No Favouritism

According to the front page of the TJ, Stephen Harper has come out again and emphatically stated that there will be no “side deals” that show favouritism to one province or the other.

Sometimes I just think that politicians think the public is just plain stooopid.

Just about everything government does shows favouritism. Taking money from one group of Canadians to give to another is ‘favouritism’. Having the healthy subsidize the sick is a form of favouritism. Having the young subsidize the old. Having this generation subsidize the next. Using the government to ‘favour’ one group over the other is the Canadian way.

Ah, but you say. That’s not favouring one province over another.

How about the Pacific Gateway? $600 million to fund it and ‘more on the way’ while the Atlantic Gateway languishes.

How about skewing the Equalization program to favour Quebec? Favouritism at its best.

How about the divvying up of large federal contracts so that Quebec gets its above average share?

How about the fact that Ontario and Quebec got almost all the TPC money?

How about the billion for the auto sector in Ontario?

How about the billion for biofuels in western Canada?

How about the billions in tax breaks for oil sands development?

In fact, one could easily argue that playing favourites is the way things are done in Canada.

The problem here is that New Brunswick – politically – is not worth assigning “most favoured province status”. Neither is Newfoundland and Labrador or Nova Scotia.

Making Quebec the “most favoured province” is politically worth it and you can bet that strategy will be continued.

So there will be no side deal for New Brunswick. No baggage. Get on with it.

This entry was posted in Uncategorized. Bookmark the permalink.

0 Responses to No Favouritism

  1. Anonymous says:

    Quebec-bashing is always a easy way.

    Anybody talks about the fact Ottawa has supported Toronto over Montreal for the Financial hub and manufacturing jobs…

    Anyway, you should read fiscal unbalance report before posting such allegations.

    http://www.desequilibrefiscal.gouv.qc.ca/en/document/publication.htm

  2. David Campbell says:

    Quebec bashing is always an easy way. Hmmm. It would seem the Quebec government has anonymous bloggers defending its interest?

    By 2008, Quebec’s share of Equalization goes up by $2.1 billion per year. Equalization to all have not provinces combined goes up $1.7 billion combined.

    http://www.fin.gc.ca/FEDPROV/eqpe.html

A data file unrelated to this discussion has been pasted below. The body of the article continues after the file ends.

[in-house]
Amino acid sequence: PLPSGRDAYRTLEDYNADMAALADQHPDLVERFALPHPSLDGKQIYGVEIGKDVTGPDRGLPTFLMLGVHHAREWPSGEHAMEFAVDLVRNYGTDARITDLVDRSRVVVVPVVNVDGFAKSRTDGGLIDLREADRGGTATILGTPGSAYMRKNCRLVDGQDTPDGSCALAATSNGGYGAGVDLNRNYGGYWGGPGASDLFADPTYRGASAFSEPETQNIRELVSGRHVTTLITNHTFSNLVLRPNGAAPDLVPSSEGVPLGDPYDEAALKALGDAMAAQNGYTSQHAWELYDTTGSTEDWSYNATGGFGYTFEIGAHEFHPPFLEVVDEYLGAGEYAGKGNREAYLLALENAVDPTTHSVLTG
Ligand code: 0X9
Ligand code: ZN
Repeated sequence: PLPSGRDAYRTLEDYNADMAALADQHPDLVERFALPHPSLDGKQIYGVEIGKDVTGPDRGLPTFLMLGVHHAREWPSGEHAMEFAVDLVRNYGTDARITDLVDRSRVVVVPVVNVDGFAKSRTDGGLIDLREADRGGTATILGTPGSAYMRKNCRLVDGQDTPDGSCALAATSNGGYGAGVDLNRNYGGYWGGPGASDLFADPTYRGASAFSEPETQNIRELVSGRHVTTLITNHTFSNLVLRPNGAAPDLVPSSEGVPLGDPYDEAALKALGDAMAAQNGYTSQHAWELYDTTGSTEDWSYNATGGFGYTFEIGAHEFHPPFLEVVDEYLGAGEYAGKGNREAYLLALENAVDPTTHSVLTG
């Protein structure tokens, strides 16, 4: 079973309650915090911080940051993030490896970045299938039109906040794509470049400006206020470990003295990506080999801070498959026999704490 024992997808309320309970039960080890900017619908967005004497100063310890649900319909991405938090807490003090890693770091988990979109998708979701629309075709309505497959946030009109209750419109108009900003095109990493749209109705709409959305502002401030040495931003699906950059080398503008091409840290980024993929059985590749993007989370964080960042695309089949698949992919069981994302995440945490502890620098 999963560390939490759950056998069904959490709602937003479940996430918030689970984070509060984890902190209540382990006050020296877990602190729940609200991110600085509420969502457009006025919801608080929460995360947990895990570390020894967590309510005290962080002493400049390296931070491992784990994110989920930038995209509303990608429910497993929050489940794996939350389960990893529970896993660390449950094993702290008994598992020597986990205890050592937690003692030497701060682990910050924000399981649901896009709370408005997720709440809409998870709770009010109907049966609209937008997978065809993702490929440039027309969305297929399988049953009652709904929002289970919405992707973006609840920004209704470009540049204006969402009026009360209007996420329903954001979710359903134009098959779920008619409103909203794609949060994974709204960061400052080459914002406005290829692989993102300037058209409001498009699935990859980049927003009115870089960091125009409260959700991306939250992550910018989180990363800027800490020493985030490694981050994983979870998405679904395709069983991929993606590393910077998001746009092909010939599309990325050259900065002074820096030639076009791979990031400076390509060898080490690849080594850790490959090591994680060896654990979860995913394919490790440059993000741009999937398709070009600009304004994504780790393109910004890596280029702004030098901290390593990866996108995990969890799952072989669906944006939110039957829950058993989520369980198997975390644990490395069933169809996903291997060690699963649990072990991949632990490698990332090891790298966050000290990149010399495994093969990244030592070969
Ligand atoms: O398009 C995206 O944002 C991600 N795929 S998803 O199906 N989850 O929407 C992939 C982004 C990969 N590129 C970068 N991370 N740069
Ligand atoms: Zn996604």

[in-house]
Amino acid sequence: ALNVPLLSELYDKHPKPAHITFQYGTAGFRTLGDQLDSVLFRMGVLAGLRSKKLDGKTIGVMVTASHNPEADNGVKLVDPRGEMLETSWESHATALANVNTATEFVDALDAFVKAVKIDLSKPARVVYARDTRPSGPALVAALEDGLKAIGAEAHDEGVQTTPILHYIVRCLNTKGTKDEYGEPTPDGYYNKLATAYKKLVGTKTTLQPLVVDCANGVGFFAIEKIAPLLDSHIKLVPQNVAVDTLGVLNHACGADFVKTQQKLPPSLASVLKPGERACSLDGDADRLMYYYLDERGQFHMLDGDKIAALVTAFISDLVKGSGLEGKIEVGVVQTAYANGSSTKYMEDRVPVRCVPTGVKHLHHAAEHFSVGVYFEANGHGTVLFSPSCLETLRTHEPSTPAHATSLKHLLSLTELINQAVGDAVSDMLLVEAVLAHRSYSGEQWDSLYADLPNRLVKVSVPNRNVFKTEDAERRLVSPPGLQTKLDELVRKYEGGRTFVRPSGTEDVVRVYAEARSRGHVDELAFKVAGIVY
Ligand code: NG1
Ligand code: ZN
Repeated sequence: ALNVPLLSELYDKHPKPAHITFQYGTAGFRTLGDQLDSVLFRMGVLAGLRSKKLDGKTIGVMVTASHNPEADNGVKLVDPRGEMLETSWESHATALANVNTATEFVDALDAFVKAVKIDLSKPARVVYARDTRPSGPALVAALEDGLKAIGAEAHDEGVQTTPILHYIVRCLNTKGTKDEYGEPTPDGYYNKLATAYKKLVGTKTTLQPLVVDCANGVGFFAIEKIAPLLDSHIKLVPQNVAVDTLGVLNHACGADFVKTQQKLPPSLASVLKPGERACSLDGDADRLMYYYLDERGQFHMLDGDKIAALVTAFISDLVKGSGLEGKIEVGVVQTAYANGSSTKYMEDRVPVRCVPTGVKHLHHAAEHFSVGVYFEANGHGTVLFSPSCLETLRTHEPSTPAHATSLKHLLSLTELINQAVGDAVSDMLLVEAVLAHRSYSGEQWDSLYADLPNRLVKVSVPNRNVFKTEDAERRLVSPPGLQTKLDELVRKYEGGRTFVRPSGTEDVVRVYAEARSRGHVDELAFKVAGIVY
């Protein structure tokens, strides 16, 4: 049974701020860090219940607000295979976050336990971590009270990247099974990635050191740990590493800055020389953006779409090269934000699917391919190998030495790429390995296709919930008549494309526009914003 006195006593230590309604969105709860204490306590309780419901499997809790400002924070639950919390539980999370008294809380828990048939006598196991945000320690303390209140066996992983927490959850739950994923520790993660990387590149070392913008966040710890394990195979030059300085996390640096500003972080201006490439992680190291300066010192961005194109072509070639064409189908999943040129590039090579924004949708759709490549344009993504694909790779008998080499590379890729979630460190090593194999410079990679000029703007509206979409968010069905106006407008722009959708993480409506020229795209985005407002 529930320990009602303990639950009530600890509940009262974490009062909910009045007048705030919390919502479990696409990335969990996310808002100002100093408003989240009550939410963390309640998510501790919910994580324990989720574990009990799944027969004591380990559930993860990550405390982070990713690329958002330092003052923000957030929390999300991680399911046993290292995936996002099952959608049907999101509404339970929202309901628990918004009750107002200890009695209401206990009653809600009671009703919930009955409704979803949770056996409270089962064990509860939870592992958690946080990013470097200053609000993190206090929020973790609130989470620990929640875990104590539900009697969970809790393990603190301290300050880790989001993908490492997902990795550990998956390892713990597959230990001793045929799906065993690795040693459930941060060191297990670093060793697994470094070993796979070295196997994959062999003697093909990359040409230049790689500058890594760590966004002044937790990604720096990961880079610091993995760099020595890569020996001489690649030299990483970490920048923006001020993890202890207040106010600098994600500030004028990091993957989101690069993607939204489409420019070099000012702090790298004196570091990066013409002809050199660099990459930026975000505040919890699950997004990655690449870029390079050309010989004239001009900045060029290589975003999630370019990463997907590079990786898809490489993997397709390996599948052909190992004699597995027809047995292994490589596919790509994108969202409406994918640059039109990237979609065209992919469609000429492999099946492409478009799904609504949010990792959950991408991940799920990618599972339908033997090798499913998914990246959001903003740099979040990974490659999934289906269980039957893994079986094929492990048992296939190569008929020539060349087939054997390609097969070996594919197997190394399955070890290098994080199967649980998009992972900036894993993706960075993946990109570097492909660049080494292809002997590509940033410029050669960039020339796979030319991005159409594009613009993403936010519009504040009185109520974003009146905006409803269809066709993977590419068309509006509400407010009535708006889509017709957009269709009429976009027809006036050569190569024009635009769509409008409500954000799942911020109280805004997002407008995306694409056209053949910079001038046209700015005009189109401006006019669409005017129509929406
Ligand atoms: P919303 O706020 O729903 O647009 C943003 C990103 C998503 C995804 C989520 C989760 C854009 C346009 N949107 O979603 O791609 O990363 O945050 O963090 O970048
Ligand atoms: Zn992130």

Bashing or facting? We report, you decide.

  3. Erick Langlais says:

    Anonymous, non pas vraiment. My name is Erick and I moved here in Moncton a while back for a contract.

    The increase was for solving the fiscal unbalance between the province and the Federal.

    http://www.desequilibrefiscal.gouv.qc.ca/en/document/publication.htm

    Don`t be afraid my friend, its the english version.

    Equalization per capita (2007-2008)

    PE : 3440 $/per capita
    NB : 1970 $/per capita
    Ma : 1440 $/per capita
    NS : 1399 $/per capita
    NF : 942 $/per capita
    Qc : 928 $/per capita

    I would like to see Qc at 0 $.

    Erick, the so-called anonymous blogger.

  4. David Campbell says:

    Erick, comment ca va? Isn’t it fun to come out of the closet? Because you are from Quebec I’d expect you to defend Quebec. I personally love Quebec. It’s a great province and I was a lifelong Montreal Expos fan. But that doesn’t change the fact that Quebec is receiving $2 billion more in Equalization while all other have nots are collectively losing money.

    If you are arguing that Equalization per Capita is the right metric, you are putting Quebec in the race to the bottom and I suspect not many Quebeckers want that. It’s embarrassing that New Brunswick’s need for Equalization has been skyrocketing. I think NB and Quebec need to work on the stuff that will get that down to zero as you say.

  5. Erick Langlais says:

    There is something quite ironic in the province, the three political parties , in a different level, would like to see more independence as well as more decentralization for the Quebec but no ones really address the equalization program problem to acheive that goal. Moreover, NB a province roughly the same size than Quebec city put on the table nothing less than a proposal to change the standing of province in the federation by the self-sufficiency task force. I do not really know the serious of this issue but the project is quite ambitious. Its embarrassing to be Quebecker in that case.

    To make a short story, the incomes are too low to finance all social programs in place ( university, day care, pregnancy Leave & parental Leave ect…ect..). Any political parties are not willing to cut in those services because the result could be a political death for whatever the party in power.

    Indirectly, I support Quebec but I am no blind, Montreal is doing well economically right now but really not at the same pace than Toronto does for increase.

    Sorry for my english skill level.

    Merci

    Erick